In 7th grade, at Van Nuys Junior High, Room 207, I had Mr. Taylor for history. I liked Mr. Taylor and history about as much as I might like a root canal, if I were unlucky enough to have to have one. But, family I’ve always loved. Old pictures I’ve always loved. And now, putting my family into history – I’m loving that too.
My Dad’s cousin, Paula, visited my Mom in Los Angeles in January 2009. One Sunday during her stay, I drove up to Mom’s for Sunday brunch. I took with me a photo from my paternal grandmother’s parent’s 50th anniversary. I knew maybe 1/3 of the faces in the picture and hoped Paula could fill most of the blanks in my knowledge.
I was thrilled when Paula began naming each person, pointing out their spouse and any children, the birth order of the Cohen brothers and sisters, and if they had a yiddish name, what that was as well. I scribbled furiously while she rattled off each name, asked her to repeat a few, and ate brunch impatiently while thinking about getting back on my computer. After returning to San Diego, armed with this new information, I returned to Ancestry.com and found many more documents and historical information than I had with my few names and dates. It’s addictive. Once you find a new piece of information or a new person, you have more ammo to keep searching and to find one more.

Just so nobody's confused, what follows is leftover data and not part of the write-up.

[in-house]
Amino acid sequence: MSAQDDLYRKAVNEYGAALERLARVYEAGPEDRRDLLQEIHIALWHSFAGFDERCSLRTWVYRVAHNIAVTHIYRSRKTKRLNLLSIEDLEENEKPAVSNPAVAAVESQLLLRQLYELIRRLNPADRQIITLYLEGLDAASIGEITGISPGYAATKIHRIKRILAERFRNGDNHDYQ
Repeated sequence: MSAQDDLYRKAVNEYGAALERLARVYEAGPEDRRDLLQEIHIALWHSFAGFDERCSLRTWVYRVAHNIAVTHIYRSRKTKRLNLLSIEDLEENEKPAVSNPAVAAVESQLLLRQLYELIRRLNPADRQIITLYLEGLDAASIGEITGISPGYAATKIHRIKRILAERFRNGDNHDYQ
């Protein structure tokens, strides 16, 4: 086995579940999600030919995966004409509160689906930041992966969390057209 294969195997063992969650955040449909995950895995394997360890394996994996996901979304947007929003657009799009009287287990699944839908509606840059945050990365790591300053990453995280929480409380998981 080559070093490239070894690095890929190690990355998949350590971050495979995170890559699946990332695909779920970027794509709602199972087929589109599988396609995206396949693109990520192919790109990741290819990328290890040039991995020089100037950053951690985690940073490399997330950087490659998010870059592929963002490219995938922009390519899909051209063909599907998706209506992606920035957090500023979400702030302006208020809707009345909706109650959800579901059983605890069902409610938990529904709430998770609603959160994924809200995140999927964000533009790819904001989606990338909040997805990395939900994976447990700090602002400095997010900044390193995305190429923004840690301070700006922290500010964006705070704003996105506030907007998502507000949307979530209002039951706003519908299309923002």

Another feature on Ancestry.com is the Member Connect, where you can find other Ancestry members who are looking for the same people you are. Debra was my first connect. I wrote a short, inter-Ancestry email explaining why I thought we were a “connect” and when she responded in the affirmative, we quickly planned a get-together. Debra introduced me to Joan, who turns out to be the motherload. Joan shared with me the picture of my great-grandfather, Meyer Magit.